What Are the Common Types of Gum Disease?

What Are the Common Types of Gum Disease?

Gum Disease (Gingivitis & Periodontitis)

Gum disease (also known as periodontal disease) does not develop overnight. The infection silently spreads and often arrives at an advanced stage before symptoms finally show up. Regular exams and cleanings can help you take preventive steps against the onset of infection.

Most patients may not be aware that gum disease can cause pain and tooth loss if left untreated. Proper oral hygiene and regular brushing and flossing play a crucial role in preventing the spread of periodontal disease.

When you notice that your gums are becoming soft, tender, and painful, you need to visit a dentist near you for assessment. This could be a sign of gum disease, a serious oral problem that could cause loss of teeth.

Gum disease is a common complaint among adults and it can be treated if caught early. It develops in stages and it is important to know them.

How Does Gum Disease Develop?

Regular brushing and flossing are important to preventing decay and gum infection. However, when you don’t follow the standard oral procedure and ignore professional cleaning, plaques begin to buildup. Plaque carries bacteria that affect the gums and causes inflammation. The more the buildup, the higher the risk of developing gum disease.

The problem with gum disease is that it is silent in the initial stages and that is why it can go unnoticed. By the time you notice the symptoms, the problem is usually more advanced in stages.

As mentioned gum disease is categorized in two:

1. Gingivitis

Gingivitis is the inflammation of the gum. It is a non-destructive type of gum disease. But, left untreated, gingivitis can develop into periodontitis and eventually the loss of teeth.

Gingivitis is the first stage and it is reversible if caught early and it usually goes away with proper hygiene and professional cleaning. In mild cases, you may not know you have a gum infection because it usually has no symptoms.

There is the main type of gingivitis:

  • Plaque-induced gum inflammation. This is the most common and it is caused by plaque buildup. Plaques are a thin film that accumulates on the gum line and plays host to bacteria. Other causes include medications, malnutrition, and systemic factors.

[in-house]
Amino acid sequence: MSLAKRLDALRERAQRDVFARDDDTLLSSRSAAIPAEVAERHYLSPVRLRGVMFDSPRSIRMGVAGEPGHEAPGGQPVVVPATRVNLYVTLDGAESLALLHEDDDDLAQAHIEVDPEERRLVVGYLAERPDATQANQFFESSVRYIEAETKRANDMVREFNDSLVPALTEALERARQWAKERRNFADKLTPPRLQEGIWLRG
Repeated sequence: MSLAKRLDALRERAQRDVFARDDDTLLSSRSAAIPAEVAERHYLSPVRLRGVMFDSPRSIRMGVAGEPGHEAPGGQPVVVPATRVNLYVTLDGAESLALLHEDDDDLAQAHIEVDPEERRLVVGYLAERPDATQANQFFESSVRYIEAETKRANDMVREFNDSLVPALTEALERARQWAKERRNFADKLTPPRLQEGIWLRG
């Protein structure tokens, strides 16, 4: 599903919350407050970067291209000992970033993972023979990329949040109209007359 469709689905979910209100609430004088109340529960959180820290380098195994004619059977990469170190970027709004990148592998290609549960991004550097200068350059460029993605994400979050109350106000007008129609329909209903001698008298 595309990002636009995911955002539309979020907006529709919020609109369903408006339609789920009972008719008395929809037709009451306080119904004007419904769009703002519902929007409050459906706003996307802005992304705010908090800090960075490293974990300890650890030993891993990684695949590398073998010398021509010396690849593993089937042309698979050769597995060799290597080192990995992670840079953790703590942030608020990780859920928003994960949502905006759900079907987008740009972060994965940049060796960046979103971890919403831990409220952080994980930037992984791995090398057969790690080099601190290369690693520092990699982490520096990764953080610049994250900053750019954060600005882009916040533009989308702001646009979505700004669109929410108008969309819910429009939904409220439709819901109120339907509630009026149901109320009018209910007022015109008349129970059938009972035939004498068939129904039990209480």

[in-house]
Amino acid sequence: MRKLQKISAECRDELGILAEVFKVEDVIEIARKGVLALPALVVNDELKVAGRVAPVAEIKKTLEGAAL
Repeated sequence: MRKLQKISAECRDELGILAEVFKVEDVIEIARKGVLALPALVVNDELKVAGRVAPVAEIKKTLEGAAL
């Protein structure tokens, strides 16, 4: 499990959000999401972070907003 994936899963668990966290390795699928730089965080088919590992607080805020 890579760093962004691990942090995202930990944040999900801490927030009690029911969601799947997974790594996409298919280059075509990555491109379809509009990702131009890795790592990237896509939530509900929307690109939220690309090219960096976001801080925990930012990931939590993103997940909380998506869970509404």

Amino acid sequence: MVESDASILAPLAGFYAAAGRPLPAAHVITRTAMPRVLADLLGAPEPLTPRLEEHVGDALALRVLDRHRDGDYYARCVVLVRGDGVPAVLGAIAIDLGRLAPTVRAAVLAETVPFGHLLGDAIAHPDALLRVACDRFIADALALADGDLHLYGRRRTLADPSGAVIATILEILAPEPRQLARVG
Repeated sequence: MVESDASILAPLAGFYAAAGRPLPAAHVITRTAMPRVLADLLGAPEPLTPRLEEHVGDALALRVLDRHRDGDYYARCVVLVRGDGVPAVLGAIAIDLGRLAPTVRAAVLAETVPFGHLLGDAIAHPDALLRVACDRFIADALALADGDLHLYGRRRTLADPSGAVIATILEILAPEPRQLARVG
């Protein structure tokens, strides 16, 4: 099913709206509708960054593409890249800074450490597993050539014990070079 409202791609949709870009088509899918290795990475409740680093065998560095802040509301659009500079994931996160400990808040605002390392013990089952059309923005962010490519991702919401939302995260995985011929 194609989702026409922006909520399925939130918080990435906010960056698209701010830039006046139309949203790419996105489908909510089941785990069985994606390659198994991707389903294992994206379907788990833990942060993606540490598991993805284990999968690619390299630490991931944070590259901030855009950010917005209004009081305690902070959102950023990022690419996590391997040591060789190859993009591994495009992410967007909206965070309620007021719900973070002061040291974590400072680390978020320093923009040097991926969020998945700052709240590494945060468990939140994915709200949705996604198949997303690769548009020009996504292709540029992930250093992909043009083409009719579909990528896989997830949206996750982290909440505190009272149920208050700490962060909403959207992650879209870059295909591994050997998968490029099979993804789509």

• Non-plaque induced gum infection. This is caused by bacteria, viruses, or fungus. Genetic factors, allergic reactions, certain illnesses, and wounds are also triggers.

Regardless of the trigger, you need urgent gum treatment in Lansing, MI to prevent it from advancing.

2. Periodontitis

Periodontitis is an advanced gum disease that affects the soft tissues. Without proper treatment, it can damage the supporting bone and cause tooth loss. Poor hygiene is the primary cause of periodontal disease, but there are other factors that may increase the risk:

  • Hormonal changes. The hormone fluctuations during the menstrual cycle, puberty, and menopause cause the gums to be sensitive, increasing the risk of inflammation.
  • Certain diseases like cancer, diabetes, and HIV are linked to gingivitis because of the weakened immune system.
  • Medications. Oral health may be affected by medications, especially the ones that cause dry mouth.
  • Smoking, age, and poor diet are also linked to gum disease.

How We Diagnose Periodontal Disease

The best way to get periodontal disease diagnosed early is to ensure that you visit the dentist twice a year. During exams, the dentist or hygienist will:

  • Examine your gums for signs of inflammation or infection. The dentist may use a small ruler to probe and measure pockets in the gums. The normal depth for gum pockets is between 1 to 4 millimeters. These tests and physical examinations are painless, so there is no need for you to worry.
  • If the dentist wants further confirmation, he or she may recommend digital x-rays to measure bone loss in a specific area of the oral cavity.
  • The general dentist may refer you to a periodontist if required. A periodontist is a dental professional who specializes in treating gum disease.

Your periodontist is happy to answer questions and suggest suitable treatments depending on your case. We may also record details regarding your lifestyle, such as smoking habits or medications.

What Are the Symptoms of Periodontal Disease?

Periodontitis can cause:

What Problems Can Develop with Advanced Gum Disease?

When left untreated, gum disease can cause several complications such as:

  • Gum recession

Gum recession occurs when the gum tissue surrounding the teeth begins to wear away or pull back. This exposes the root of the teeth and causes gum pockets or gaps between the teeth, making it easy for bacteria to buildup. If the bacterial infection is not removed, it damages the supporting bone and ultimately leads to tooth loss. Gum recessions occur gradually and it not easily noticeable.

  • Tooth loss

As the gum recedes, it will expose the root of the teeth causing the bacteria to eat away on the teeth and lead to decay. Also, periodontal disease damages the bone support which causes the teeth to loosen. Eventually, the dentist will have to remove the teeth to stop further damage.

How Is Gum Disease Treated?

Several treatments can be used to address the dental problem:

  • Scaling and root planing
  • Medication like antibiotics
  • Surgical treatments like flap surgery, soft tissue grafts, bone grafting, and tissue regeneration.

Helpful Tips to Keep Periodontal Disease at Bay

The best way to avoid gum disease is to prevent it from developing and spreading in your mouth.

  • Use a fluoride toothpaste twice a day
  • Floss between your teeth to remove plaque; the dentist may also recommend a ‘water flosser’ to clean between teeth
  • Try to quit smoking

Final Thoughts

Gum disease is preventable with proper hygiene and regular dental assessment.

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